And this is what it used to be like. Wow! One could actually see the trains:

Why MARC runs diesel locomotives under wires is beyond me. The Penn Line is all electrified! The argument about standardizing the locomotive stable for MARC’s three lines, two of which are not electrified, just does not cut it. Besides that, one sees MARC running with two locomotives quite often. Is it really necessary to have two MP36PH-3C diesels with a combined 7200 horsepower pulling four passenger coaches? I think not.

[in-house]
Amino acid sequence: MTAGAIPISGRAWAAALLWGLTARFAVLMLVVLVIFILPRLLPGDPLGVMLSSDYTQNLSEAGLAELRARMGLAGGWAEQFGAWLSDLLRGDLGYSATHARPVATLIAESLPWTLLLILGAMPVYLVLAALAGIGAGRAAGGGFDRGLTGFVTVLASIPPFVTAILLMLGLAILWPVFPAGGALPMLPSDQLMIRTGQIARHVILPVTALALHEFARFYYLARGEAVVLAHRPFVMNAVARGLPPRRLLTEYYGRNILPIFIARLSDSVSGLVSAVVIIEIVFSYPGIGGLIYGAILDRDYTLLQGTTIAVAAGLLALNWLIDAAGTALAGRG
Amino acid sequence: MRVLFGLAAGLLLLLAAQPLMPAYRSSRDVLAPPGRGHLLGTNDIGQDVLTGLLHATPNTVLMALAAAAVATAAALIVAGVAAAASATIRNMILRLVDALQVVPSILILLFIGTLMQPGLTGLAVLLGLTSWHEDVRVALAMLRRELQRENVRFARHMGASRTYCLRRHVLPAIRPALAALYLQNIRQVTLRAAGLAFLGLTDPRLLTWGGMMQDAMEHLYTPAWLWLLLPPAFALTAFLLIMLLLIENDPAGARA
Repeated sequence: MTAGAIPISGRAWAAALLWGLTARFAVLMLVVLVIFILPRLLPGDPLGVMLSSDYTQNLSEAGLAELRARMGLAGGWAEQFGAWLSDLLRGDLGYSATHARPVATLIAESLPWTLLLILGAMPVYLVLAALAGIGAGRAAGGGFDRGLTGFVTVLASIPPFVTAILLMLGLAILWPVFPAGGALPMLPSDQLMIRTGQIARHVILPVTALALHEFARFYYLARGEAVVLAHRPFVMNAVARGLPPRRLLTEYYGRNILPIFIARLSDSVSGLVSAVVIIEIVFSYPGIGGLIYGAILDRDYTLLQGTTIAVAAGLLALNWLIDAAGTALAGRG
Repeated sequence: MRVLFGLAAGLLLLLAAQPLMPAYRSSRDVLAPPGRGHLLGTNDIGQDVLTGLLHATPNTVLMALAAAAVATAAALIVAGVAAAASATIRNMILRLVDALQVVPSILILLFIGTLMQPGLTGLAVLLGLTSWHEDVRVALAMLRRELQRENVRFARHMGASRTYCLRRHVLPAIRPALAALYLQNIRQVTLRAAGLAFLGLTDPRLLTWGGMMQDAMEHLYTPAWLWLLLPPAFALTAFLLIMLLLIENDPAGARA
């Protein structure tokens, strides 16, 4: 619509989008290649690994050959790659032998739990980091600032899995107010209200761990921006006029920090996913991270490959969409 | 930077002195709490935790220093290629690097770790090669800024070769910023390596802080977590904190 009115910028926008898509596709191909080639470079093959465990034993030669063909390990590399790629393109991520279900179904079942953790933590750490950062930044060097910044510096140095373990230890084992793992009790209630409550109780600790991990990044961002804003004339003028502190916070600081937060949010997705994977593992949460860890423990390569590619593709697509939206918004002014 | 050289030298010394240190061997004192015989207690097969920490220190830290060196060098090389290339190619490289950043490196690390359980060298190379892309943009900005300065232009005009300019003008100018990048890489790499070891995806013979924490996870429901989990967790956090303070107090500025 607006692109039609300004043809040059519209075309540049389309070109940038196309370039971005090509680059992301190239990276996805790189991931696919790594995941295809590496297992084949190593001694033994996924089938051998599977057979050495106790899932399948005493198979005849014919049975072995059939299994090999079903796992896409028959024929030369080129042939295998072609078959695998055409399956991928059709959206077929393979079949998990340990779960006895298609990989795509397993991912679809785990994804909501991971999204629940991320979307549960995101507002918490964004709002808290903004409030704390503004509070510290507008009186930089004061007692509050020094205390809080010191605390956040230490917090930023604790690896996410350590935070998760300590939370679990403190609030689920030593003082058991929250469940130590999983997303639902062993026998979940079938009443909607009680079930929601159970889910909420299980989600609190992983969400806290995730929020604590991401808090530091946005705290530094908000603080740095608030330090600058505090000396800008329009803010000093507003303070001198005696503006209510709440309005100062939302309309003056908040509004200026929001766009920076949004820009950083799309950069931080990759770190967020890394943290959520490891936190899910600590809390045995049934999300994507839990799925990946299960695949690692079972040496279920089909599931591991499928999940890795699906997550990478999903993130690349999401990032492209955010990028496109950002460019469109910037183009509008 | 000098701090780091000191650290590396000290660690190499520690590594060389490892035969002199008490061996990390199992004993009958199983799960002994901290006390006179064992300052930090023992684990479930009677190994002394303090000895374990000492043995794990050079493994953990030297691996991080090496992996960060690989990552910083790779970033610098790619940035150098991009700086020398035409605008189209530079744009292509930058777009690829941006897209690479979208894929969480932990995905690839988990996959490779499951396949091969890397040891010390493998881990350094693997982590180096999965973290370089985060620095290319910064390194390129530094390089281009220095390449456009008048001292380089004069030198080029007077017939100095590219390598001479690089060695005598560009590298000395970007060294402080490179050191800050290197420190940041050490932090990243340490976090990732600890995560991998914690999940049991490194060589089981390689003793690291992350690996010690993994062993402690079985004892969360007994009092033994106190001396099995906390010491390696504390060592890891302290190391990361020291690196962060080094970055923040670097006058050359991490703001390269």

We left Bowie after I took a look at the current on-line train timetables. Due to Covid the railroads had severely curbed their service and there was no point in sticking around any longer. While I was waiting for trains, Brad had looked on the Internet for some more places to visit. What he found was Lake Artemesia Natural Area. This was just a short ride from Bowie and on the way home.

Now, this one we never heard about before now. If nothing else, this place has a fascinating history. Here is the short version: